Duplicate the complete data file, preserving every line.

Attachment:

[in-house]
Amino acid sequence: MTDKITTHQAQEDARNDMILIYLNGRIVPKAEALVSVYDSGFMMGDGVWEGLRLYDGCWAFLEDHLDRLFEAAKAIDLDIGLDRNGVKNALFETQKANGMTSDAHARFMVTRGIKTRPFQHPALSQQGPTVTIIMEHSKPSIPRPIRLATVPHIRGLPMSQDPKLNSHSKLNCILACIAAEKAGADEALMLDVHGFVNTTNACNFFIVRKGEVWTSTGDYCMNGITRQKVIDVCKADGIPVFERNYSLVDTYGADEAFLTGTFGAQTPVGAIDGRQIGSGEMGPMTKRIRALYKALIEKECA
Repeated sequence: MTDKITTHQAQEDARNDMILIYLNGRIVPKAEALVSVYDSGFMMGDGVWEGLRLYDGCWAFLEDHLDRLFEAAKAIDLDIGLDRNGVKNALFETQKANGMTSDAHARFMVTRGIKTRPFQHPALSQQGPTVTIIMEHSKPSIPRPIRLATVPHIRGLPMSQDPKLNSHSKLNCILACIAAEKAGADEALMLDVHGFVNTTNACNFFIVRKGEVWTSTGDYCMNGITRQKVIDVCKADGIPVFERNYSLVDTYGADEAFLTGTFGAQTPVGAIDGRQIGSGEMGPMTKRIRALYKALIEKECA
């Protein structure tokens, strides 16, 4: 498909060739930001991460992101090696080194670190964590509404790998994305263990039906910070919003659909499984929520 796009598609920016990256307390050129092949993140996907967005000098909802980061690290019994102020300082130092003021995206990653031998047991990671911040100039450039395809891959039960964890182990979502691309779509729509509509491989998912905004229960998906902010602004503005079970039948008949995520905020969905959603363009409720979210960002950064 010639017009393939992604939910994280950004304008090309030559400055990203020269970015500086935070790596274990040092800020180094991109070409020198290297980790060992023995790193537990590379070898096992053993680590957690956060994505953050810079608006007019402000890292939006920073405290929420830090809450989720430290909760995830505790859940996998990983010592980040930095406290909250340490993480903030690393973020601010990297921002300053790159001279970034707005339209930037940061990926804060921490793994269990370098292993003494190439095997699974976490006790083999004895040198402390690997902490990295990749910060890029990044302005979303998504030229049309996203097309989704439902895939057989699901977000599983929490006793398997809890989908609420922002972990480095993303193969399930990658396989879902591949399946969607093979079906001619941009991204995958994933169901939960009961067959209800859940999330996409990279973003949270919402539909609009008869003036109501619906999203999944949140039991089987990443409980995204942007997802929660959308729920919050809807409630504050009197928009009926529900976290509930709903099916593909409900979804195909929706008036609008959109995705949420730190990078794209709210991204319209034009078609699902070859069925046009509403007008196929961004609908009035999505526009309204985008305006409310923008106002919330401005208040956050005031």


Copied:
[in-house]
Amino acid sequence: MTDKITTHQAQEDARNDMILIYLNGRIVPKAEALVSVYDSGFMMGDGVWEGLRLYDGCWAFLEDHLDRLFEAAKAIDLDIGLDRNGVKNALFETQKANGMTSDAHARFMVTRGIKTRPFQHPALSQQGPTVTIIMEHSKPSIPRPIRLATVPHIRGLPMSQDPKLNSHSKLNCILACIAAEKAGADEALMLDVHGFVNTTNACNFFIVRKGEVWTSTGDYCMNGITRQKVIDVCKADGIPVFERNYSLVDTYGADEAFLTGTFGAQTPVGAIDGRQIGSGEMGPMTKRIRALYKALIEKECA
Repeated sequence: MTDKITTHQAQEDARNDMILIYLNGRIVPKAEALVSVYDSGFMMGDGVWEGLRLYDGCWAFLEDHLDRLFEAAKAIDLDIGLDRNGVKNALFETQKANGMTSDAHARFMVTRGIKTRPFQHPALSQQGPTVTIIMEHSKPSIPRPIRLATVPHIRGLPMSQDPKLNSHSKLNCILACIAAEKAGADEALMLDVHGFVNTTNACNFFIVRKGEVWTSTGDYCMNGITRQKVIDVCKADGIPVFERNYSLVDTYGADEAFLTGTFGAQTPVGAIDGRQIGSGEMGPMTKRIRALYKALIEKECA
């Protein structure tokens, strides 16, 4: 498909060739930001991460992101090696080194670190964590509404790998994305263990039906910070919003659909499984929520 796009598609920016990256307390050129092949993140996907967005000098909802980061690290019994102020300082130092003021995206990653031998047991990671911040100039450039395809891959039960964890182990979502691309779509729509509509491989998912905004229960998906902010602004503005079970039948008949995520905020969905959603363009409720979210960002950064 010639017009393939992604939910994280950004304008090309030559400055990203020269970015500086935070790596274990040092800020180094991109070409020198290297980790060992023995790193537990590379070898096992053993680590957690956060994505953050810079608006007019402000890292939006920073405290929420830090809450989720430290909760995830505790859940996998990983010592980040930095406290909250340490993480903030690393973020601010990297921002300053790159001279970034707005339209930037940061990926804060921490793994269990370098292993003494190439095997699974976490006790083999004895040198402390690997902490990295990749910060890029990044302005979303998504030229049309996203097309989704439902895939057989699901977000599983929490006793398997809890989908609420922002972990480095993303193969399930990658396989879902591949399946969607093979079906001619941009991204995958994933169901939960009961067959209800859940999330996409990279973003949270919402539909609009008869003036109501619906999203999944949140039991089987990443409980995204942007997802929660959308729920919050809807409630504050009197928009009926529900976290509930709903099916593909409900979804195909929706008036609008959109995705949420730190990078794209709210991204319209034009078609699902070859069925046009509403007008196929961004609908009035999505526009309204985008305006409310923008106002919330401005208040956050005031």